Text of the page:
Throughout the mid-19th century, New England had many features that were analogous to today's Silicon Valley in California. However, instead of being a haven for the thousands of young "tekkies" - who communicate with each other in computerese and internet code of today - it was the home of scores of young telegraphers who anxiously stayed abreast of the emerging age of electricity and the telephone etc. by conversing with via Morse code.
During these latter days of the "age of the telegraph," Tom toiled 12 hours a day and six days a week for Western Union. Meanwhile, he continued "moonlighting" on his own projects and, within six months, had applied for and received his very first patent. A beautifully constructed electric vote-recording machine, this first "legitimate" invention he was to come up with turned out to be a disaster.
When he tried to market it to members of the Massachusetts Legislature, they thoroughly denigrated it, claiming "its speed in tallying votes would disrupt the delicate political status-quo." The specific issue was that - during times of stress - political groups regularly relied upon the brief delays that were provided by the process of manually counting votes to influence and hopefully change the opinions of their colleagues.... "This is exactly what we do not want" a seasoned politician scolded him, adding that "Your invention would not only destroy the only hope the minority would have in influencing legislation, it would deliver them over - bound hand and foot - to the majority."
Although Tom was very much disappointed by this turn of events, he immediately grasped the implications. Even though his remarkable invention allowed each voter to instantly cast his vote from his seat - exactly as it was supposed to do - he realized his idea was so far ahead of its time it was completely devoid of any immediate sales appeal.
Because of his continuing desperate need for money, Tom now made a critically significant adjustment in his, heretofore, relatively naive outlook on the world of business and marketing.... From now on, he vowed, he would "never waste time inventing things that people would not want to buy."
It is important to add here that it was during Tom's 17 month stint in Boston that he was first exposed to lectures at Boston Tech (which was founded in 1861 and became the Mass. Institute of Technology in 1916) and the ideas of several associates on the state-of-the-art of "multiplexing" telegraph signals. This theory and related experimental quests involved the transmission of electrical impulses at different frequencies over telegraph wires, producing horn-like simulations of the human voice and even crude images (the first internet?) via an instrument called the harmonic telegraph.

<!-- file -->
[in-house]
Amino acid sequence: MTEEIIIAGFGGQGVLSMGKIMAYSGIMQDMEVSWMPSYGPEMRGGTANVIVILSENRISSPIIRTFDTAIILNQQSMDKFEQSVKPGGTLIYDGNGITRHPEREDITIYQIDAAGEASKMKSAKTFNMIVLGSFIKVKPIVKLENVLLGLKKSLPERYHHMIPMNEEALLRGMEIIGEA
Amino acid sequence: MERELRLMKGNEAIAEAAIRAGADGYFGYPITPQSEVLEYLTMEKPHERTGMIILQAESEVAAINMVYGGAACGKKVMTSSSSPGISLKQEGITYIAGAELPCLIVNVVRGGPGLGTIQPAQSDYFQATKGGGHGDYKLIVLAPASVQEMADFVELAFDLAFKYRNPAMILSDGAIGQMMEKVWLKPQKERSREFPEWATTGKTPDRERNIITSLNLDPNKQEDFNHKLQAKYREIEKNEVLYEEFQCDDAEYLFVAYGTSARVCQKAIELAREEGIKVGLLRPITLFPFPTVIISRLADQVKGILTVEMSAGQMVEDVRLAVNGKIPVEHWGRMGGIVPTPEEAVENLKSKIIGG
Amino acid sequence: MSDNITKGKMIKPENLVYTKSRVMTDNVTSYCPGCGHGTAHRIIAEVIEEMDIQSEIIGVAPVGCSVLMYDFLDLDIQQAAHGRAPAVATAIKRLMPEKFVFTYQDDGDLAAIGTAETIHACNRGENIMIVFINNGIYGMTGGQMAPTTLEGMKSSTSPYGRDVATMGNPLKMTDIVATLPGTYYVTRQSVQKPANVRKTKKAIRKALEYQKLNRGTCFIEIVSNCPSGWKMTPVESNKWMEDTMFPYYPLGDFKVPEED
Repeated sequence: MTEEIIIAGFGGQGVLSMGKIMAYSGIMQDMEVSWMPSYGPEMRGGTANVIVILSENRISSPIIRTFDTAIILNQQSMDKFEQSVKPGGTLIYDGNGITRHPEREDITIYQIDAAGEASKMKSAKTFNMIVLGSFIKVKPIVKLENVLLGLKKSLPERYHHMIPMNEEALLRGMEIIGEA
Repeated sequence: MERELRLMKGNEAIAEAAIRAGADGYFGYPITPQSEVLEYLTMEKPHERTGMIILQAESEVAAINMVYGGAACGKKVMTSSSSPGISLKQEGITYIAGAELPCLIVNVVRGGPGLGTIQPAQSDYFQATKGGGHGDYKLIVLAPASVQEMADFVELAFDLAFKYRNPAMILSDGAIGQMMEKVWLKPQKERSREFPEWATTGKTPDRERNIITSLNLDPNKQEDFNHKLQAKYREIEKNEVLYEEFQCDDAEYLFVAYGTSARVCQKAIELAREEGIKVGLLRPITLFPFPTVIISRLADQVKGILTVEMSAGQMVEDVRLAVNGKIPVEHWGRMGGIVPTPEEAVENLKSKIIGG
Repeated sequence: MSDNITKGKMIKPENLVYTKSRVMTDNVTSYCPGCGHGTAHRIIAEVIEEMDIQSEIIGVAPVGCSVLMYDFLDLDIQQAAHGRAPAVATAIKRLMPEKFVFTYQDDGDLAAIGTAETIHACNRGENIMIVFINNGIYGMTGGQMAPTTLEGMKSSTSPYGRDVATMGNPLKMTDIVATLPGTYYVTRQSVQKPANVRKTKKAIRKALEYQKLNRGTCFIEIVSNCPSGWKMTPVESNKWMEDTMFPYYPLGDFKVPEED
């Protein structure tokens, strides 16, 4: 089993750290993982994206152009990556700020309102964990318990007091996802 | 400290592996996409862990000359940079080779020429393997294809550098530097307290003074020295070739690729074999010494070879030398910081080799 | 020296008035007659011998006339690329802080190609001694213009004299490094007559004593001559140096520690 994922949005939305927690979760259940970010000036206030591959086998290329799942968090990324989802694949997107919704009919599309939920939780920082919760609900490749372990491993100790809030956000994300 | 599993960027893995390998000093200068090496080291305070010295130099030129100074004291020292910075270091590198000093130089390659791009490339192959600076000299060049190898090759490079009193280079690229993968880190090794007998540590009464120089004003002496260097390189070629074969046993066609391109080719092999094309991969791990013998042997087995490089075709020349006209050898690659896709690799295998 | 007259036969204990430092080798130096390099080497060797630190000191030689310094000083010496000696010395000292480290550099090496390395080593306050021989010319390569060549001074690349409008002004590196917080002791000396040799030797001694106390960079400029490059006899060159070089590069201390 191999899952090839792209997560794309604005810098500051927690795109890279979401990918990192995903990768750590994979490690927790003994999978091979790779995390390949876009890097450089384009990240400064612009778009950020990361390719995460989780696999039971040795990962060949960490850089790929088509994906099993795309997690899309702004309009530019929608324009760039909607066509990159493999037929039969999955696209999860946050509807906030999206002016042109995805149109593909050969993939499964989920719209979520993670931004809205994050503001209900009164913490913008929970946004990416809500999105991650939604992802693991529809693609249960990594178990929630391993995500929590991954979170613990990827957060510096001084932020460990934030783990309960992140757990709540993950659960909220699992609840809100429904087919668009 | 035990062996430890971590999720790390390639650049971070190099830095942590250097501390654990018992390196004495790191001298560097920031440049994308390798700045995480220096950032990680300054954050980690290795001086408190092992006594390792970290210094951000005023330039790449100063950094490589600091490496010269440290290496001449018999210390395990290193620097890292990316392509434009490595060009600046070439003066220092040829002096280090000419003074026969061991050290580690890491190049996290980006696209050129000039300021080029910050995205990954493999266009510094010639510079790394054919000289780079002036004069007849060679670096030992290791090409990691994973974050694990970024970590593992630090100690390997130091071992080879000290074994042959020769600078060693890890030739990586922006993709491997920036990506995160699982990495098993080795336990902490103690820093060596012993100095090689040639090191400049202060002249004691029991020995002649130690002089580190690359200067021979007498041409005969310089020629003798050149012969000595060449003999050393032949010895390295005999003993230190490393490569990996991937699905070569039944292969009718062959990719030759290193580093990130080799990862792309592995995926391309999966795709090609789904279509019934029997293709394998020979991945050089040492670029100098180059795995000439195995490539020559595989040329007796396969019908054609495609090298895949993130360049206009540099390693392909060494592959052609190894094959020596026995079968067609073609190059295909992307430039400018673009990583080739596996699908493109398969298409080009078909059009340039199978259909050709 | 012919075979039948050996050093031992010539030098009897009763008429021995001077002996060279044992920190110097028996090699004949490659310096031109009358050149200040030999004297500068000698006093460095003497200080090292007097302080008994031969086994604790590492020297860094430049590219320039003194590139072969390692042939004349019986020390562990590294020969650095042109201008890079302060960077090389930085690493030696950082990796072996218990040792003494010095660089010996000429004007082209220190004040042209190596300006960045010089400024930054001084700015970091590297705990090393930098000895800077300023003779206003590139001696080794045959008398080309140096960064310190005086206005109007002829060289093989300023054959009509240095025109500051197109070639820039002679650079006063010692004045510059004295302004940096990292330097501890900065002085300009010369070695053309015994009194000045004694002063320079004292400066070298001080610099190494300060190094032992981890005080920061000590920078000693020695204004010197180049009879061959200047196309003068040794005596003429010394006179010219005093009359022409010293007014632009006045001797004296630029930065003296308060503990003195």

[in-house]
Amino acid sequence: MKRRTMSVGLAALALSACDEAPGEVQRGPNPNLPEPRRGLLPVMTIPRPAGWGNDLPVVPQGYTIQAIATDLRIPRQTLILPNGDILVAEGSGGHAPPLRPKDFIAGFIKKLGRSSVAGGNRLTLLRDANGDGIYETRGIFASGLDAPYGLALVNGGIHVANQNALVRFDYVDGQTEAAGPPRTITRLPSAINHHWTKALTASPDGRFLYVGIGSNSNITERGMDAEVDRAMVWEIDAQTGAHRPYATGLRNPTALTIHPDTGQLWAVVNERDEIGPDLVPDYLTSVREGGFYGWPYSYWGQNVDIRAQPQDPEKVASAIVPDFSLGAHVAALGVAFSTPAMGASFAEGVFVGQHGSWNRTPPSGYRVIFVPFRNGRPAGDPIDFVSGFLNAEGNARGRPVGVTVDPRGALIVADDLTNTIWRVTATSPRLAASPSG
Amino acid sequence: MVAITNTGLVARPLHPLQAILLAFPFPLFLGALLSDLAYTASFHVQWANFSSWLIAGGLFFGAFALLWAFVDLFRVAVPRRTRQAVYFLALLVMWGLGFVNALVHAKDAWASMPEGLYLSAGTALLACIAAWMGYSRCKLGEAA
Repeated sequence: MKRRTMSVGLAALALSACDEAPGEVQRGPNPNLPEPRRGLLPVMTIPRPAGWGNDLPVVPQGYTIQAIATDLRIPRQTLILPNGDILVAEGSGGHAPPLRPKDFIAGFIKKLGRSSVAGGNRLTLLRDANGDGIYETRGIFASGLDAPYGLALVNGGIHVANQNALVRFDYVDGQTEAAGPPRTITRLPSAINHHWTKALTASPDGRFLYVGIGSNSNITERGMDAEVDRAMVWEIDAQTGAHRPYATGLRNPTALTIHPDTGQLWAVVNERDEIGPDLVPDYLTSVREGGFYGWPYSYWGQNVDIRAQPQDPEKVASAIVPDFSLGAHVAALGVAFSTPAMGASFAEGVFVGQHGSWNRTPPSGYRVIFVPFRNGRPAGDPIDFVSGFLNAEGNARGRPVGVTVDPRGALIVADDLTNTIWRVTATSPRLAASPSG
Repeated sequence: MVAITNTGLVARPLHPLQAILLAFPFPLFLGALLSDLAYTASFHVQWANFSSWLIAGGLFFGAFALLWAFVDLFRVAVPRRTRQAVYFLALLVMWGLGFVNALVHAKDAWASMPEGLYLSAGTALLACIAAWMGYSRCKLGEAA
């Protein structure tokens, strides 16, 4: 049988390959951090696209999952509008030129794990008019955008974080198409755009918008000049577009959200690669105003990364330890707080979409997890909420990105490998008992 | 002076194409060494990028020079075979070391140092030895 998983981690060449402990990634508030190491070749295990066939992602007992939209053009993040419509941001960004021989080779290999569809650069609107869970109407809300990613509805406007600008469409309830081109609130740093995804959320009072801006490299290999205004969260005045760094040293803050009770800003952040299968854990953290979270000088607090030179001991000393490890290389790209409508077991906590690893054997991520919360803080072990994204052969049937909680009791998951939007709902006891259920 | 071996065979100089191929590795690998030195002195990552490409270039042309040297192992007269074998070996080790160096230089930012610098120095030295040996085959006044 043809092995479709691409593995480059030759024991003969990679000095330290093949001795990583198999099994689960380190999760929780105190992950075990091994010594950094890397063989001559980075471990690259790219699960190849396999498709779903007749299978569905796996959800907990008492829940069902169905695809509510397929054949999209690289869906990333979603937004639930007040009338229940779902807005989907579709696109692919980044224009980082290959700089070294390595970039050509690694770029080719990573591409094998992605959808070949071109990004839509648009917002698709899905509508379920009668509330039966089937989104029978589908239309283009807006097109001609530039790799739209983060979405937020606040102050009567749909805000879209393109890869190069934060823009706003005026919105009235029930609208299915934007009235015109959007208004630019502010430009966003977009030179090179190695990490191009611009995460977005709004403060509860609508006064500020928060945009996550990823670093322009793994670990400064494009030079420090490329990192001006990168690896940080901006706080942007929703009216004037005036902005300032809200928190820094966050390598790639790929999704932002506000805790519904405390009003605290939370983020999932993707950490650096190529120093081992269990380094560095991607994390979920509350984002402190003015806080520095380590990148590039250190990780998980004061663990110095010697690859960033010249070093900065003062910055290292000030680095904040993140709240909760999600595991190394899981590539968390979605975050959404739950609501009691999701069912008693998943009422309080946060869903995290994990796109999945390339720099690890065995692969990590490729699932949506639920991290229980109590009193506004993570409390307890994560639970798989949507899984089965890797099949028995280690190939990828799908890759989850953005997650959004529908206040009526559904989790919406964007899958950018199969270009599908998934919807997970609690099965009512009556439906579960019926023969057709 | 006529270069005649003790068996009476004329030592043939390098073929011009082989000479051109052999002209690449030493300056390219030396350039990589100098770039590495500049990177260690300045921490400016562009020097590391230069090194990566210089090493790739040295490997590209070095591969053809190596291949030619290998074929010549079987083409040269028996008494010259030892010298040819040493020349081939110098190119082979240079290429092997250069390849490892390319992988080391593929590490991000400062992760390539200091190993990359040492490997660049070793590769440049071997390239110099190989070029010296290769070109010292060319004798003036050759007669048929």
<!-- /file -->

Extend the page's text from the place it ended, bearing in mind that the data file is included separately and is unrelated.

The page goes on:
Not surprisingly, Alexander Graham Bell, who was also living in Boston at the time, was equally fascinated by this exciting new aspect of communication science. And no wonder. The principles surrounding it ultimately led to the invention of the first articulating telephone, the first fax machine, the first microphone, etc.
During this epiphany, Edison also became very well acquainted with Benjamin Bredding. Bredding's family obligations combined with his business naivte prevented him from persuing his dreams. The same age as Bell and Edison, this 21 year old genius would soon provide critically important assistance to Bell in perfecting long distance telephony, the first reciprocating telephone, and the magneto phone. A crack electrician, Bredding, with Watson's assistance, later set up the world's first two-way long distance telephone apparatus for his close friend Alexander Graham Bell, who at the time
People often say Edison was a genius
Bredding had originally worked for the well known promoter, George B. Stearns, who - with Bredding's help - had beaten everyone to the punch when he obtained the first patent for a duplex telegraph line. A device that exploits the fact that electromagnetism and the number and direction of wire windings associated with a connection between telegraph keys can influence the current that flows between them, and greatly facilitate two-way telegraphic communication, it powerfully intrigued Edison....
Stearns, finally sold the patent for this highly significant cost-cutting invention to Western Union for $750,000. Bredding (and Edison, of course) wound up getting absolutely nothing from the venture. In the meantime, however, Bredding provided his pal, Tom Edison, with his first detailed introduction and understanding of the state-of-the-art of the harmonograph and the multiplex transmitter....
Unlike Edison, Bredding was an extremely modest individual with little taste for aggrandizement and self promotion... The pathetic upshot of all this was that - while the caprice associated with the rough and tumble world of patenting inventions in the mid-19th century ultimately crushed Bredding's innately mild and somewhat naive spirit and his extraordinary potential - it merely spurred the tough-minded Edison on to not only improve the duplex transmitter, but to later patent the world's first quadruplex transmitter....
Deeply in debt and about to be fired by Western Union for "not concentrating on his primary responsibilities and doing too much moonlighting," Edison now borrowed $35.00 from his fellow telegrapher and "night owl" pal, Benjamin Bredding, to purchase a steamship ticket to the "more commercially oriented city of New York."